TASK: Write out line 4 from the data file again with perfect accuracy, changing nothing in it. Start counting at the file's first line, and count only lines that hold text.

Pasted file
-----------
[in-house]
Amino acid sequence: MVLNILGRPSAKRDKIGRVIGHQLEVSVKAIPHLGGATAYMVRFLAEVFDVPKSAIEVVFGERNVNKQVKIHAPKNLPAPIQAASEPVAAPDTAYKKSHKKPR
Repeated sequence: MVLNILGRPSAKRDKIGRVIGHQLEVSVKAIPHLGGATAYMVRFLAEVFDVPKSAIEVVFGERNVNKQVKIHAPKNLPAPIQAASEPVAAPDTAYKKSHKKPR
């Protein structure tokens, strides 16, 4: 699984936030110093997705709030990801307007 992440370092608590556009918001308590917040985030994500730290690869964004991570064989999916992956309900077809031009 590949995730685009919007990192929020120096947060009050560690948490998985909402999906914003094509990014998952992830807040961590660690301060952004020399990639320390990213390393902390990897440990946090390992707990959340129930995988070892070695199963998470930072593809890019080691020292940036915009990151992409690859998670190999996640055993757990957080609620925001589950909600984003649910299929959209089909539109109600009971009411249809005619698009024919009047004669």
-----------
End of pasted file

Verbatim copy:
């Protein structure tokens, strides 16, 4: 699984936030110093997705709030990801307007 992440370092608590556009918001308590917040985030994500730290690869964004991570064989999916992956309900077809031009 590949995730685009919007990192929020120096947060009050560690948490998985909402999906914003094509990014998952992830807040961590660690301060952004020399990639320390990213390393902390990897440990946090390992707990959340129930995988070892070695199963998470930072593809890019080691020292940036915009990151992409690859998670190999996640055993757990957080609620925001589950909600984003649910299929959209089909539109109600009971009411249809005619698009024919009047004669």